The practitioner who leads a project may be too involved in the situation to identify where the problems lie. Exhibit 1 demonstrates an example of a project which may be struggling due to the lack of experience during project integration, uncontrolled change management, schedule delay, budget over run, inadequate quality assurance, poor staff management, miscommunication among stakeholders, lack of risk tracking, and/or inefficient procurement sourcing.
Exhibit 1 – Example of a Trouble Project
The support structure of this service model involves two major steps: 1) problem determination and 2) problem resolution. By using PMBOK® Guide as a template, it can help us comb through the process, practice, and people to identify the issues and determine their root causes. Once we know the root causes of the problems, we can provide solutions for short term fix and/or propose a permanent fix to resolve the problem by request.
Doing Vs. Knowing
There are two determinants of human behaviours: knowing and doing. The combination of knowing and doing creates the following 4 quadrants during problem determination, as depicted by Exhibit 2.
1. Knowing what I have done - practice: when a project manager is in action, he knows what he has achieved. What he needs to validate is how much he has done in meeting the project goals and deliverables.
2. Knowing what I have not done - gap: If the project does not meet all the project goals, then the project manager needs to identify the difference between the current status and the expected target and deliverables.
3. Not knowing what I have done - habit: sometimes, a project manager may have done other things which are not specifically defined in the project plan. The project manager needs to be aware of his habits for achieving optimal results.
4. Not knowing what I have not done - transformation to the next level of performance: as a practitioner, sometimes he does not have the chance to catch up with the latest trend and development in his area. If he can discover his new strength and opportunities, he may be able to perform his works in the next level of excellence.
Exhibit 2 – Doing vs. Knowing
In general, a project manager knows what is required of him and does it as expected. But due to unforeseen obstacles, he may not be able do every thing that he is expected to do. This creates a gap between expectation and practice. While it is critical for a project manager to take action and deliver what he is expected to do, from time to time, he misses the target and creates gaps to the initial plan. Out of habit, a project manager may also do things which are not required by the project. To achieve optimal results, we need to know what areas of the practice can be improved and how it can be done differently. Knowing the habits and the missed opportunities, a project manager or the project team may improve the process, practice, and people skills; and transform to the next level of performance.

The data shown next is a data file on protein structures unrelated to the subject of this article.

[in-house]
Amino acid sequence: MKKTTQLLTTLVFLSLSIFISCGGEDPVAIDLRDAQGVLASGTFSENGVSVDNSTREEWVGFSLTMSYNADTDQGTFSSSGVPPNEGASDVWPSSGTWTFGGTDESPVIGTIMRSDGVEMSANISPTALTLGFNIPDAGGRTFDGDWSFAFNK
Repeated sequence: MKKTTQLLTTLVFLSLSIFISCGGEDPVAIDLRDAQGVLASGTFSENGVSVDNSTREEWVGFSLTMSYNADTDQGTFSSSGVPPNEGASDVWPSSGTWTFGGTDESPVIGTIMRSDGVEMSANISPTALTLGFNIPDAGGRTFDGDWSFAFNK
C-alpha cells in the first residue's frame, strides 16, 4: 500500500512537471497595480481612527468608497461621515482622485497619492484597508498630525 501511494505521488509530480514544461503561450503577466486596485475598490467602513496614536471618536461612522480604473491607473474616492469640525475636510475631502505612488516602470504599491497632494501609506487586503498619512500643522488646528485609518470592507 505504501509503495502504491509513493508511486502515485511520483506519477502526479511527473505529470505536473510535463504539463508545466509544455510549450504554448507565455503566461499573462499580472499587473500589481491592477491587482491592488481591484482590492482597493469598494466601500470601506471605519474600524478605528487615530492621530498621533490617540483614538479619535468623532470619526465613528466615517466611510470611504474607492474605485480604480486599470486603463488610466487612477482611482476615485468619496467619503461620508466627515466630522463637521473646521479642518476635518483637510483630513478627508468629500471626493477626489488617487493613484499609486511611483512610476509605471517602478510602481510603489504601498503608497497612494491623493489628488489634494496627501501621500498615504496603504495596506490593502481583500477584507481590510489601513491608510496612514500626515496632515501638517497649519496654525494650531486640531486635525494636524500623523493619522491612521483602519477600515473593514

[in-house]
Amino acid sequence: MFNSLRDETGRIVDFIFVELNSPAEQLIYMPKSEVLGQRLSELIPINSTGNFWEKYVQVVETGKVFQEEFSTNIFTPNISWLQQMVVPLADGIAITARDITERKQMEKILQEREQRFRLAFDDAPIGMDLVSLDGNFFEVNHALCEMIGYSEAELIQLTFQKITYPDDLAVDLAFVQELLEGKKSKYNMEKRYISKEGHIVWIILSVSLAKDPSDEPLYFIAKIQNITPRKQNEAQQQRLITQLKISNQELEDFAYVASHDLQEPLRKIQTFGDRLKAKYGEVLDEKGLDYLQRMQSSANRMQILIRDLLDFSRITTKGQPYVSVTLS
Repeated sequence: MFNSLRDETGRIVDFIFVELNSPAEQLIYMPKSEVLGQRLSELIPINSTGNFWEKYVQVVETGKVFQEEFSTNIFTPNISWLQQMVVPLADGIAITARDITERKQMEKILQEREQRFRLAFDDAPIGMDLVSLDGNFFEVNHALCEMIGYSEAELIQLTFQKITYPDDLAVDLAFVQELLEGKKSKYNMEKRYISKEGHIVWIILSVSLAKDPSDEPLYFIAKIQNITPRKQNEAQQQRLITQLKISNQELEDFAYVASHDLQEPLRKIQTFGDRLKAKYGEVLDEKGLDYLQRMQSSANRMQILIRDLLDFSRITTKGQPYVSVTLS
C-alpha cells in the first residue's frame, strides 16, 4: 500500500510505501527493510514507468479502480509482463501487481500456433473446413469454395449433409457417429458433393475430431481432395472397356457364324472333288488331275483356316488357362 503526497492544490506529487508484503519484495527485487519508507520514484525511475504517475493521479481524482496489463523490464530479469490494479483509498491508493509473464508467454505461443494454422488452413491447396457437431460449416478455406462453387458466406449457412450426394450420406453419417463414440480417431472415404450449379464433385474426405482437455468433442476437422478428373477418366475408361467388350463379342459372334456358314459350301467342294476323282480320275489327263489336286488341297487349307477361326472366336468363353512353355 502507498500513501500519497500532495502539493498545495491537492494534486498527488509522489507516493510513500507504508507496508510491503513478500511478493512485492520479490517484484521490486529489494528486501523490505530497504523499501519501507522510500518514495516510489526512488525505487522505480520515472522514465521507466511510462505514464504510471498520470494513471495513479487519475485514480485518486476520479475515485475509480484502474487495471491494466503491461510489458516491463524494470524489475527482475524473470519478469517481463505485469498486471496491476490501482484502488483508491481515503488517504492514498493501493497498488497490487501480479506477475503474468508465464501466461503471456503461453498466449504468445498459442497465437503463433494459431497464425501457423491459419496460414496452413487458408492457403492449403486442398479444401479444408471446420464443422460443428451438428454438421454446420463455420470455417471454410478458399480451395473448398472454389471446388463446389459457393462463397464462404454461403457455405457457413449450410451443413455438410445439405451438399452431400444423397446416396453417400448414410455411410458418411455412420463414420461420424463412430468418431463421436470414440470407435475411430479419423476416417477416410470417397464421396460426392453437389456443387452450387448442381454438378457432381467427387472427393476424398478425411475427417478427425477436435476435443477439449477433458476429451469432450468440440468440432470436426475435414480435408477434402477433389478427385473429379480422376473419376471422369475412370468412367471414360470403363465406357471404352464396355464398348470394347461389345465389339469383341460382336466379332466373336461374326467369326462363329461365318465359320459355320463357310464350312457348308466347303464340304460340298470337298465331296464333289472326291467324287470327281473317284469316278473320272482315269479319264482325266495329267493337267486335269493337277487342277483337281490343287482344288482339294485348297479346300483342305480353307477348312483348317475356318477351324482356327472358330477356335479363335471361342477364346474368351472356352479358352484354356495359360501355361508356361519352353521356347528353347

For the (1) and (2) quadrants, Hotline Support outside of the project team can help identify what has and has not been done beyond the traditional project communications management. It can also help the project manager proactively identify risks and issues and find a way to work around it.
For the (3) and (4) quadrants, Project Coaching can help uncover what the project manager has done habitually and discover what his opportunities are for performance and business transformation to the next level of efficiency.
A Hotline Support is an emergency service initiated by an urgent request depending on the level of severity and the predefined service level agreement. The basic flow of Hotline support for the first and second quadrants is defined as follows:
1. Understand the current situation to define the problem statements. The problem may be a missed dead line, shortage of funding, unclear scope, or a lack of resources.
2. Clarify the project charter, mission, objectives and deliverables
3. Identify the gap of what is missing in the current state.
4. Analyze the root causes of the problems
5. Propose a work around or quick fix to the current situation
6. Further investigate the options and alternatives for a permanent fix through the follow-up coaching.
Exhibit 3 – Hotline Support
The Hotline Support structure may include the following:
1. An online Helpdesk to receive the request through different communication media.